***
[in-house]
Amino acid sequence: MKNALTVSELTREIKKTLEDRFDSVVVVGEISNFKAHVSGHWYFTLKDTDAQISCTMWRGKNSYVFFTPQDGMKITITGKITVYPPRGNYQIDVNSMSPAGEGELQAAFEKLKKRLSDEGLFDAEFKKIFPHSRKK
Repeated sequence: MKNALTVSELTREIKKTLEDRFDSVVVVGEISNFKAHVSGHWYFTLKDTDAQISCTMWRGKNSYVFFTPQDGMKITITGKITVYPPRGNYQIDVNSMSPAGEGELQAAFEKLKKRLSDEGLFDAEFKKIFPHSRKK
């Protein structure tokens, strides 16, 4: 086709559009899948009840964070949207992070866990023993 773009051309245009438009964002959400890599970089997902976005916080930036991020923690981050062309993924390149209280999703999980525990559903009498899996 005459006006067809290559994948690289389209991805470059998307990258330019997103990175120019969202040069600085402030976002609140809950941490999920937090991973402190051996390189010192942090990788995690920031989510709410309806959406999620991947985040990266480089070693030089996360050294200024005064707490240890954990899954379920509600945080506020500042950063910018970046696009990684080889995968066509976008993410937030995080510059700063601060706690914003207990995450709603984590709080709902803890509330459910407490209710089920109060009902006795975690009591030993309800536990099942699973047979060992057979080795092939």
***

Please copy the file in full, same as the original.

[in-house]
Amino acid sequence: MKNALTVSELTREIKKTLEDRFDSVVVVGEISNFKAHVSGHWYFTLKDTDAQISCTMWRGKNSYVFFTPQDGMKITITGKITVYPPRGNYQIDVNSMSPAGEGELQAAFEKLKKRLSDEGLFDAEFKKIFPHSRKK
Repeated sequence: MKNALTVSELTREIKKTLEDRFDSVVVVGEISNFKAHVSGHWYFTLKDTDAQISCTMWRGKNSYVFFTPQDGMKITITGKITVYPPRGNYQIDVNSMSPAGEGELQAAFEKLKKRLSDEGLFDAEFKKIFPHSRKK
């Protein structure tokens, strides 16, 4: 086709559009899948009840964070949207992070866990023993 773009051309245009438009964002959400890599970089997902976005916080930036991020923690981050062309993924390149209280999703999980525990559903009498899996 005459006006067809290559994948690289389209991805470059998307990258330019997103990175120019969202040069600085402030976002609140809950941490999920937090991973402190051996390189010192942090990788995690920031989510709410309806959406999620991947985040990266480089070693030089996360050294200024005064707490240890954990899954379920509600945080506020500042950063910018970046696009990684080889995968066509976008993410937030995080510059700063601060706690914003207990995450709603984590709080709902803890509330459910407490209710089920109060009902006795975690009591030993309800536990099942699973047979060992057979080795092939």